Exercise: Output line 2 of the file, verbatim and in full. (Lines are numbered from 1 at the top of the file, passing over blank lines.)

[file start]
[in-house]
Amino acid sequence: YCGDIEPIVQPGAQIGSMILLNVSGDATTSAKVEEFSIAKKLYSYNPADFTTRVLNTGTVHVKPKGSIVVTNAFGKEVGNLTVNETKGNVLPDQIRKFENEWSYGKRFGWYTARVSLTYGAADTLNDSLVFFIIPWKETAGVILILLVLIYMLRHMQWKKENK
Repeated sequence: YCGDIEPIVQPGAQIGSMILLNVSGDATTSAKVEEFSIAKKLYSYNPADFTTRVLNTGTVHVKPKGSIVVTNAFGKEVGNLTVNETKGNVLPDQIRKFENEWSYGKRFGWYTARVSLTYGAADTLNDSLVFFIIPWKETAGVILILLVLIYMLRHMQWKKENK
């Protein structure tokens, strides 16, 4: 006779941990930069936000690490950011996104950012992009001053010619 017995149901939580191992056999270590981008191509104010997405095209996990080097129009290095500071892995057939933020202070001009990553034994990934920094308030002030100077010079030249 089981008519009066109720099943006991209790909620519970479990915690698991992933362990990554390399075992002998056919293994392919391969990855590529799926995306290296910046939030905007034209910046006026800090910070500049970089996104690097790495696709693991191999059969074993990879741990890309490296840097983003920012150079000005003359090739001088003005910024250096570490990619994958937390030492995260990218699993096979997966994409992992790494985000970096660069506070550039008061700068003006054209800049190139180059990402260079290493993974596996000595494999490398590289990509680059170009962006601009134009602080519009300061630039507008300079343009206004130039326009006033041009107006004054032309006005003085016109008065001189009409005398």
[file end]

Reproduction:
Amino acid sequence: YCGDIEPIVQPGAQIGSMILLNVSGDATTSAKVEEFSIAKKLYSYNPADFTTRVLNTGTVHVKPKGSIVVTNAFGKEVGNLTVNETKGNVLPDQIRKFENEWSYGKRFGWYTARVSLTYGAADTLNDSLVFFIIPWKETAGVILILLVLIYMLRHMQWKKENK